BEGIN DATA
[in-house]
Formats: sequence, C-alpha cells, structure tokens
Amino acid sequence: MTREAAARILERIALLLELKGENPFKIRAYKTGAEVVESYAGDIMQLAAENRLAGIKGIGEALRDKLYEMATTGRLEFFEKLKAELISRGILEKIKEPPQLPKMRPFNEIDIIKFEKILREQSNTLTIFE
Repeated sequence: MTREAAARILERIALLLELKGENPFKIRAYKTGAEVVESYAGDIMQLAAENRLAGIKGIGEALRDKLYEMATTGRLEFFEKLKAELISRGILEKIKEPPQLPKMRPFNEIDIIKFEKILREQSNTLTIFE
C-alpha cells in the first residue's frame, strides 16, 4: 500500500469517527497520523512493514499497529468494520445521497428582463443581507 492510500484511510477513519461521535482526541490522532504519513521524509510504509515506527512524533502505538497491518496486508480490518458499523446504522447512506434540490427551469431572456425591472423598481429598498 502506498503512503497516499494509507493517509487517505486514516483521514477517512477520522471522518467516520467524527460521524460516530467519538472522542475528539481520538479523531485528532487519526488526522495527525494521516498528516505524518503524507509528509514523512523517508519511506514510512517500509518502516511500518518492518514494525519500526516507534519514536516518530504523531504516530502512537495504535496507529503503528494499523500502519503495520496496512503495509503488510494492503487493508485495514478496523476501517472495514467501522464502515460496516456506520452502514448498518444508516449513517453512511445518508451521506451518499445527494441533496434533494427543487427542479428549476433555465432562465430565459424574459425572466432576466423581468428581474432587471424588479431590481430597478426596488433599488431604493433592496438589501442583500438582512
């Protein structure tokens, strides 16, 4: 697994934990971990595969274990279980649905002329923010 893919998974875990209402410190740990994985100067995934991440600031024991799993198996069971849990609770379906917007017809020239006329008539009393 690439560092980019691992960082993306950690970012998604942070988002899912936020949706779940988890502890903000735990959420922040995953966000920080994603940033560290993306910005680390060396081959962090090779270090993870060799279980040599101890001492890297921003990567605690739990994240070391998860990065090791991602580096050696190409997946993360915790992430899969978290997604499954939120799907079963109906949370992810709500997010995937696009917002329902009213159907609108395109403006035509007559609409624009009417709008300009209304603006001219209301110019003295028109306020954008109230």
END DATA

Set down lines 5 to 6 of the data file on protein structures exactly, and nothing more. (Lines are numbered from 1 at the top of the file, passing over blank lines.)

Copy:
C-alpha cells in the first residue's frame, strides 16, 4: 500500500469517527497520523512493514499497529468494520445521497428582463443581507 492510500484511510477513519461521535482526541490522532504519513521524509510504509515506527512524533502505538497491518496486508480490518458499523446504522447512506434540490427551469431572456425591472423598481429598498 502506498503512503497516499494509507493517509487517505486514516483521514477517512477520522471522518467516520467524527460521524460516530467519538472522542475528539481520538479523531485528532487519526488526522495527525494521516498528516505524518503524507509528509514523512523517508519511506514510512517500509518502516511500518518492518514494525519500526516507534519514536516518530504523531504516530502512537495504535496507529503503528494499523500502519503495520496496512503495509503488510494492503487493508485495514478496523476501517472495514467501522464502515460496516456506520452502514448498518444508516449513517453512511445518508451521506451518499445527494441533496434533494427543487427542479428549476433555465432562465430565459424574459425572466432576466423581468428581474432587471424588479431590481430597478426596488433599488431604493433592496438589501442583500438582512
């Protein structure tokens, strides 16, 4: 697994934990971990595969274990279980649905002329923010 893919998974875990209402410190740990994985100067995934991440600031024991799993198996069971849990609770379906917007017809020239006329008539009393 690439560092980019691992960082993306950690970012998604942070988002899912936020949706779940988890502890903000735990959420922040995953966000920080994603940033560290993306910005680390060396081959962090090779270090993870060799279980040599101890001492890297921003990567605690739990994240070391998860990065090791991602580096050696190409997946993360915790992430899969978290997604499954939120799907079963109906949370992810709500997010995937696009917002329902009213159907609108395109403006035509007559609409624009009417709008300009209304603006001219209301110019003295028109306020954008109230």